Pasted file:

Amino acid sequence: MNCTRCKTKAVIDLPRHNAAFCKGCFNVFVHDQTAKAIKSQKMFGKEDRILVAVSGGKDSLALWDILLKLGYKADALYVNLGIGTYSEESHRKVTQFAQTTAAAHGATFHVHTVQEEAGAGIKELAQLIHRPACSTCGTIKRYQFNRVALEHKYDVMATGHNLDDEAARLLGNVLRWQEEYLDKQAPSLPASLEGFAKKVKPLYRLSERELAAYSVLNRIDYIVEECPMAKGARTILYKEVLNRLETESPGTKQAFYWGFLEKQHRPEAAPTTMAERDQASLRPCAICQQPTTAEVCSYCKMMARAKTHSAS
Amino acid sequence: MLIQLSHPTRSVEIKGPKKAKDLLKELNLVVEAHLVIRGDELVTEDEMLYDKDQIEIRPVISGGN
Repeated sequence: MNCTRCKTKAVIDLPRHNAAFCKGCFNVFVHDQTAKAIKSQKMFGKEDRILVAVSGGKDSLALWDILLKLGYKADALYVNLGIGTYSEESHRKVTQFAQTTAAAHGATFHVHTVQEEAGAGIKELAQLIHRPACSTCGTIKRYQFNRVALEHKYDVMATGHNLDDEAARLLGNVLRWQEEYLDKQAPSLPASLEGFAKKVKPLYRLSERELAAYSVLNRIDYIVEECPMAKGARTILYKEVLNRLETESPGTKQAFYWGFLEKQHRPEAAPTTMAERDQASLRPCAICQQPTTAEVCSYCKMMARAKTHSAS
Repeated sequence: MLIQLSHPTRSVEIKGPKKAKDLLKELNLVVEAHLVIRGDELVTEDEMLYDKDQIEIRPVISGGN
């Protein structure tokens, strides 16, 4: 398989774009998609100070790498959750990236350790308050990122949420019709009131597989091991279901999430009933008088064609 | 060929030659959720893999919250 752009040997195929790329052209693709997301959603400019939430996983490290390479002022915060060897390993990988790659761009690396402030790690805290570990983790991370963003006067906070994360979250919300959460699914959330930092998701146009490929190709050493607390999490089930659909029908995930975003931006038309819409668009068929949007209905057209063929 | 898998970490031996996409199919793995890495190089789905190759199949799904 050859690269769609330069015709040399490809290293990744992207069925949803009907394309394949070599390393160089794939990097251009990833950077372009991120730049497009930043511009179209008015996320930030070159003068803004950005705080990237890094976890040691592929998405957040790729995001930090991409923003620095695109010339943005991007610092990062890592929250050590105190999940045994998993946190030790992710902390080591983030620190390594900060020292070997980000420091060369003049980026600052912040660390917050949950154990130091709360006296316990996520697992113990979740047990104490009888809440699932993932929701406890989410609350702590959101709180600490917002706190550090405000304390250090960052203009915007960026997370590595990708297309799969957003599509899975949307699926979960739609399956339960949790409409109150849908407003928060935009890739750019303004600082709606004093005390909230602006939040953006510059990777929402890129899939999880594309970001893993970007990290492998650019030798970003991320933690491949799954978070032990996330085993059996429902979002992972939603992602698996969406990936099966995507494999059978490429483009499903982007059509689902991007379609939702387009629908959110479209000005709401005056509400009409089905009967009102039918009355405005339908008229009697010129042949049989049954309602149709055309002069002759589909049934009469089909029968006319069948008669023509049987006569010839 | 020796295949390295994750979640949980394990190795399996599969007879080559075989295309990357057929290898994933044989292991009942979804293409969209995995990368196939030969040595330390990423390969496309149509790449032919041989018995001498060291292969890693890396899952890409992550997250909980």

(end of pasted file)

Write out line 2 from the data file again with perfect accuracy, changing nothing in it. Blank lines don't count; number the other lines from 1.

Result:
Amino acid sequence: MLIQLSHPTRSVEIKGPKKAKDLLKELNLVVEAHLVIRGDELVTEDEMLYDKDQIEIRPVISGGN